Brothels and bombs in Saudi Arabia
By Syed Saleem Shahzad
KARACHI - The suicide bomb attack at the Muhaya residential compound in the Saudi Arabian capital of Riyadh on November 9 in which at least 17 people were killed - most of them foreign Arabs - was neither an episode of global jihadi terrorism nor part of a conspiracy to destabilize the House of Saud.
A Pakistani undercover intelligence operator who recently returned from Riyadh told Asia Times Online that the attack was in fact the result of a deep divide within Saudi society between strict religious conservatives with little exposure to the outside world, and a more "liberal" element with the money and power to indulge in restricted activities.
The compound attacked on November 9 was inhabited mainly by Lebanese, Palestinians and Egyptians, and it had earned notoriety as a "pleasure ground" for Saudi "playboys" in a country in which prostitution is outlawed. Apparently, some of the female residents of the compound were well known for their "exotic erotica", for which they were showered with money and gifts.
According to an Associated Press report, "Muhaya had a coffee shop where residents of both sexes chatted over water pipes and watched foreign movies and other entertainment on a big screen television. It was located next to a pool where women swam in bikinis."
The goings-on in the compound were seemingly known to the authorities, including agents of the Saudi religious police - the Committee for the Propagation of Virtue and Prevention of Vice - but nothing had been done about it, much to the anger of conservatives who wanted to "eliminate the evil in their society" and what they called the "Arab brothel of Riyadh".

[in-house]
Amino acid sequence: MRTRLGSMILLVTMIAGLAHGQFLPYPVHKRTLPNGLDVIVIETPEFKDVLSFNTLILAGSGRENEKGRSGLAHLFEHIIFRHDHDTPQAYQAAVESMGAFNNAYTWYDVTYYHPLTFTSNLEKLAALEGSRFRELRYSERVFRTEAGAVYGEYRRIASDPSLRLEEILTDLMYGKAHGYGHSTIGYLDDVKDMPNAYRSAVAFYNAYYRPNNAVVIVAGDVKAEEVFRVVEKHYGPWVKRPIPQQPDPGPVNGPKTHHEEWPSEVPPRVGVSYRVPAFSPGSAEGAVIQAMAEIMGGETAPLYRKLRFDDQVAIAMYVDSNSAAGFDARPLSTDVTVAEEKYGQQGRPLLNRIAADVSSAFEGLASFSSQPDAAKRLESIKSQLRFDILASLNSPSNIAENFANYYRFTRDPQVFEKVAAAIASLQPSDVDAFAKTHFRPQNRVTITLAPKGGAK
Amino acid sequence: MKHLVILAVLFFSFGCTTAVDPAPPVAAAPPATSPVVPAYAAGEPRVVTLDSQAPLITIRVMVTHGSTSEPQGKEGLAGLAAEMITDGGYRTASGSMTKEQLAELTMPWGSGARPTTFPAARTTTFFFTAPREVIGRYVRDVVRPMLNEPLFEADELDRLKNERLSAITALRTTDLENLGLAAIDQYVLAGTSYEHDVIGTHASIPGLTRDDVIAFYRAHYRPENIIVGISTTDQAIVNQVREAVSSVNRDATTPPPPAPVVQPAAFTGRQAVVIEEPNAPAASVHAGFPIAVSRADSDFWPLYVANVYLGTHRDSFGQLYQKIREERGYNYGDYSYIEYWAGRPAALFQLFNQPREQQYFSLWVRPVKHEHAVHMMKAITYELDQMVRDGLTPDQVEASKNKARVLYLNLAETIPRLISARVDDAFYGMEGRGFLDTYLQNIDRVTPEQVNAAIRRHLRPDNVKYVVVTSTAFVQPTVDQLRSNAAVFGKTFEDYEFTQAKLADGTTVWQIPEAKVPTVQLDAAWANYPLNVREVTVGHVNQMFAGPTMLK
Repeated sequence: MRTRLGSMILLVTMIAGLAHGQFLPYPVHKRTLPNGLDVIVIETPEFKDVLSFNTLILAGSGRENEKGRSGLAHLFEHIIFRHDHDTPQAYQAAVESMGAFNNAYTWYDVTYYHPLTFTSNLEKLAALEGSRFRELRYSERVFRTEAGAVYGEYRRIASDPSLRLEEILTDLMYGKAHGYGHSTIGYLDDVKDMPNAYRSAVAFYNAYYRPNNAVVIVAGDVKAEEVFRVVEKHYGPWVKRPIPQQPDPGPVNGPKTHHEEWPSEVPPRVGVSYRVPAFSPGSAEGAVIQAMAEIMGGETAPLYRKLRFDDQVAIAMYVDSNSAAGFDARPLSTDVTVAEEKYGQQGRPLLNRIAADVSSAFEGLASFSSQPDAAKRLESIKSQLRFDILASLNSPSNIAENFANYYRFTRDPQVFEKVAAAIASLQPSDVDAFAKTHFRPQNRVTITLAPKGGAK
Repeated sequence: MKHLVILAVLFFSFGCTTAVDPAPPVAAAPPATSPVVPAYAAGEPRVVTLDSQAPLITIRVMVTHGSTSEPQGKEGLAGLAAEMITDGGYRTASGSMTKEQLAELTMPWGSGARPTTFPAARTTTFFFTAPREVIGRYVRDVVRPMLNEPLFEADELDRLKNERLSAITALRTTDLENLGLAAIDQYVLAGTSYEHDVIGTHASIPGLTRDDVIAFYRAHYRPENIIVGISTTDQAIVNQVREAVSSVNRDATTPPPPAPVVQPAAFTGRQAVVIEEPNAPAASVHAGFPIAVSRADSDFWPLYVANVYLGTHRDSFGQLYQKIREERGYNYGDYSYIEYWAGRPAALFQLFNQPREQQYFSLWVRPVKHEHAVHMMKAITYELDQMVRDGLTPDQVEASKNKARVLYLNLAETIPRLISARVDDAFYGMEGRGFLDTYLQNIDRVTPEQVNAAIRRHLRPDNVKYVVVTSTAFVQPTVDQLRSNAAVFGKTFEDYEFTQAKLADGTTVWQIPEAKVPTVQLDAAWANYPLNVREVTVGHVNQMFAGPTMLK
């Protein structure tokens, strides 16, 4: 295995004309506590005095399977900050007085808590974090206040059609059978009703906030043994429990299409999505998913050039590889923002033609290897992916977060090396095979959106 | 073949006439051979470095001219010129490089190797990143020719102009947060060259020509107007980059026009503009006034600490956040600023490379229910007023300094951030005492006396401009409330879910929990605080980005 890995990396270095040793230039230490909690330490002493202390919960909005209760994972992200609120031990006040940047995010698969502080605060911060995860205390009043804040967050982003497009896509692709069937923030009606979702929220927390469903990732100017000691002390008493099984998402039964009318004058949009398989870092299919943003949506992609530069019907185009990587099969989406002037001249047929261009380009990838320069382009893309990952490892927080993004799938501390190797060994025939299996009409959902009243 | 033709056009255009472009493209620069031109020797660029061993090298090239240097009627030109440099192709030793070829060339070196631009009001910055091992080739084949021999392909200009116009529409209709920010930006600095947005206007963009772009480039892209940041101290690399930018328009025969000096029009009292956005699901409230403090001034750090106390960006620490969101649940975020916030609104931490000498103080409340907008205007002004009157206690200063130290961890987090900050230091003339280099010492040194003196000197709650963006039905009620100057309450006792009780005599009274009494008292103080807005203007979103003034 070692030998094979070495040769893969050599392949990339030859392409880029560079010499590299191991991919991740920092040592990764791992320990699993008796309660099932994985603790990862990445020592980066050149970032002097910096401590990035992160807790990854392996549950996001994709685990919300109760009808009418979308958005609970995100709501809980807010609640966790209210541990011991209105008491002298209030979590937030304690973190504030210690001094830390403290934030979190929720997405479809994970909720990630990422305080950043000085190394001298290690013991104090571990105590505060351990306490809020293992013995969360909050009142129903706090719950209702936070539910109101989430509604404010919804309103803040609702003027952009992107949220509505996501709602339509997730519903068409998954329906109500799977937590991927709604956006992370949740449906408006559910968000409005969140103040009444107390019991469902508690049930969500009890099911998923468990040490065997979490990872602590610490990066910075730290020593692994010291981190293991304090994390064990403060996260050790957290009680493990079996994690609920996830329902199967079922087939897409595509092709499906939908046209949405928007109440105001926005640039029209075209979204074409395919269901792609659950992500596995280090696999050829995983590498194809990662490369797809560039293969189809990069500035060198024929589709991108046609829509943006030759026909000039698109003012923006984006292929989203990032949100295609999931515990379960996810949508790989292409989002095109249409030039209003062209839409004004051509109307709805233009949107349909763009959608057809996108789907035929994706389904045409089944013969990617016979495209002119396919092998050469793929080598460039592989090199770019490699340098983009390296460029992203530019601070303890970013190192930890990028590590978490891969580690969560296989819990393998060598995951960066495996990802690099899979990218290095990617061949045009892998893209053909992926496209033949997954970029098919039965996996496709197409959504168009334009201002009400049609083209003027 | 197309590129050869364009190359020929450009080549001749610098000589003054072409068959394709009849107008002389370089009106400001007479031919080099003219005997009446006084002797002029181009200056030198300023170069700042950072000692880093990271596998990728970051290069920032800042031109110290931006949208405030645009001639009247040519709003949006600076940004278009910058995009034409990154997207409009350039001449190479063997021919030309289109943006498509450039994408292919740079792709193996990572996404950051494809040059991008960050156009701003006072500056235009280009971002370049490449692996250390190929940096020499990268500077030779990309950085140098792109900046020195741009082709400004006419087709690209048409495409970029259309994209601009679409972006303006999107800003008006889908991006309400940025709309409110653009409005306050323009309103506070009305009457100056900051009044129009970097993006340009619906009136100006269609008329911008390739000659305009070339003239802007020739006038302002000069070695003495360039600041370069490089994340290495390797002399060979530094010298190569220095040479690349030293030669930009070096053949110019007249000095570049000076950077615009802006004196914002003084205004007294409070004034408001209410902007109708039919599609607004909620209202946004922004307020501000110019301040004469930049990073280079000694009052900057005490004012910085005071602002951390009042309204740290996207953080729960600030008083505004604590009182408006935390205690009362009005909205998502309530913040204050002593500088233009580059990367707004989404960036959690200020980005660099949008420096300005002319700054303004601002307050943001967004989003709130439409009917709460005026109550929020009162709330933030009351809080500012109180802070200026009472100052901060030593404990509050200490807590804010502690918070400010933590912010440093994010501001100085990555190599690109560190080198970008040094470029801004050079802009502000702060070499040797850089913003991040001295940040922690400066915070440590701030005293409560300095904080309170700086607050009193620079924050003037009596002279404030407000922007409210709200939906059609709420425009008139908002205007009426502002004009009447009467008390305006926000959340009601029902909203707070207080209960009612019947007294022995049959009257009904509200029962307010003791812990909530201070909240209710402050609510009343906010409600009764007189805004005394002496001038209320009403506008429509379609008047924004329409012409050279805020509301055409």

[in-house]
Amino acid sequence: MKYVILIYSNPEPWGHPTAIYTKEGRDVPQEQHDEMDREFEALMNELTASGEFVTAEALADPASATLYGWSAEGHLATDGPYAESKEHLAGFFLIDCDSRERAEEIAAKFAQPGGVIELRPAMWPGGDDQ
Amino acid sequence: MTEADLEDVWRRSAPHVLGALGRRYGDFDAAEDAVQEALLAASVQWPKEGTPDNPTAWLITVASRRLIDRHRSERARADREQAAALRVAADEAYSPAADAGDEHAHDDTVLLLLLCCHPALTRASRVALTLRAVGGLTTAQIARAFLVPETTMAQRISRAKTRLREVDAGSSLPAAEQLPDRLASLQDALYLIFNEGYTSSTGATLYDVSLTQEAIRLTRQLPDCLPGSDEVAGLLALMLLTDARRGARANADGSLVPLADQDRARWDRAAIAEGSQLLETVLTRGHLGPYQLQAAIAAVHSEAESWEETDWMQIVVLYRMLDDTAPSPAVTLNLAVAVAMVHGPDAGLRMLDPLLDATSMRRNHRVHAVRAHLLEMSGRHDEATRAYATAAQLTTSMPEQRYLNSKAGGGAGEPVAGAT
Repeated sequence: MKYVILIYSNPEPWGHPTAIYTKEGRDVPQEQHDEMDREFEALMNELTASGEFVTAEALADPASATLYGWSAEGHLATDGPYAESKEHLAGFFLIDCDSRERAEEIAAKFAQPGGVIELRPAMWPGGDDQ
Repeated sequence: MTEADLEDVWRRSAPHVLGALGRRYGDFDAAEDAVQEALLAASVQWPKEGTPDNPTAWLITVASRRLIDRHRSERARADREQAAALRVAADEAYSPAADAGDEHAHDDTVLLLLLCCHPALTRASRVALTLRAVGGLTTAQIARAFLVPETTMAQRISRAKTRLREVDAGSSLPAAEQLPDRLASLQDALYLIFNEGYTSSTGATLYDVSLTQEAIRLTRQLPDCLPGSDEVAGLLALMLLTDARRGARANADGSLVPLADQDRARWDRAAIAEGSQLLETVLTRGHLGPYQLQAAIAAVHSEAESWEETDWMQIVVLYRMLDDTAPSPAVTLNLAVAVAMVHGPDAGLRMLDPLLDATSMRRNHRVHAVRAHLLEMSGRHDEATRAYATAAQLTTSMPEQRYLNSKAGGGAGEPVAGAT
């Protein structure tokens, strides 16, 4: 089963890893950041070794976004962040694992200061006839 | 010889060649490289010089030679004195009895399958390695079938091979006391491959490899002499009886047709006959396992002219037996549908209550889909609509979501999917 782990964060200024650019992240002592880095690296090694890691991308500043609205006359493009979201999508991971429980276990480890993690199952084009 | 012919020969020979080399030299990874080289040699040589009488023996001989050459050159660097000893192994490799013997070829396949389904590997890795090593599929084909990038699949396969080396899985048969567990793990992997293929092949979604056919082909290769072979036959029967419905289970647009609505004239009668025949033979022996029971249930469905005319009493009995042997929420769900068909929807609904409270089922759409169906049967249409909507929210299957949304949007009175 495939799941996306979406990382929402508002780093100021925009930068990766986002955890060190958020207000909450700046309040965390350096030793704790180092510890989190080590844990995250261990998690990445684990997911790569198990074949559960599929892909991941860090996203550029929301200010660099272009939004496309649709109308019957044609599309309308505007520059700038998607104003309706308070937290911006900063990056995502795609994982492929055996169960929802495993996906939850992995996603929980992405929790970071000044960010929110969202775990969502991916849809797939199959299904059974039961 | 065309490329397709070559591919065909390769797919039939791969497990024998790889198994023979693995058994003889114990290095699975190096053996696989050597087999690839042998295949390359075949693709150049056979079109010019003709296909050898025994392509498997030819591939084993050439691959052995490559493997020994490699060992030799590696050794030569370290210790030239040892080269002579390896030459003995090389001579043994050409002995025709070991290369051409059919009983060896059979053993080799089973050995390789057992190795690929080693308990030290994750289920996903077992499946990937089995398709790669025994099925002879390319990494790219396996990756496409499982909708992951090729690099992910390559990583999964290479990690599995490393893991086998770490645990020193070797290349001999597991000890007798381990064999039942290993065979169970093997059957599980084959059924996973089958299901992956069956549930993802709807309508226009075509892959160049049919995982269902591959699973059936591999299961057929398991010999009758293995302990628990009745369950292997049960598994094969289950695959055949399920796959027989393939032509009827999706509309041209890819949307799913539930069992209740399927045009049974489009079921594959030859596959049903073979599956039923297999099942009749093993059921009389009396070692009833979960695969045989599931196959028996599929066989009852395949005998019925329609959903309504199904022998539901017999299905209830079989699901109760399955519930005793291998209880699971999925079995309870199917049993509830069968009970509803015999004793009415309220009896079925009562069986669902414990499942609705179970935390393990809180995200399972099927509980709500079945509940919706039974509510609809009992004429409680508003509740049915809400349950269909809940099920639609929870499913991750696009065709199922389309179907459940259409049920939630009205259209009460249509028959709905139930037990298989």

It was as a result of this anger that the conservatives decided to bomb the complex, according to the Pakistani intelligence agent.
Initially, after the attack, several conservative groups stepped up their calls in support of the enforcement of strict rules in the country, but under immense pressure and the house arrest of two leading clerics by the Saudi government, these segments condemned "these acts of terror". The Saudi government has officially blamed al-Qaeda, even though the group is highly unlikely to be the culprit.
But though the motives behind the Riyadh bomb blast were local and social, not political and global, it shows possible problems ahead:
In the past, dissatisfaction within the ranks of the conservatives has occurred, but it has been papered over. In the era of mass communication, though, such cracks will become increasingly difficult to hide.
The conservative elements in the past have embodied a religious ideology, to which has now been added a hatred for the West.
The divide within the House of Saud, in which some factions support reforms and others do not, is as wide as ever.
People have started taking the law into their own hands.
The "pleasure center" at the Muhaya compound was not the only one of its kind in the country. More trouble can be expected.
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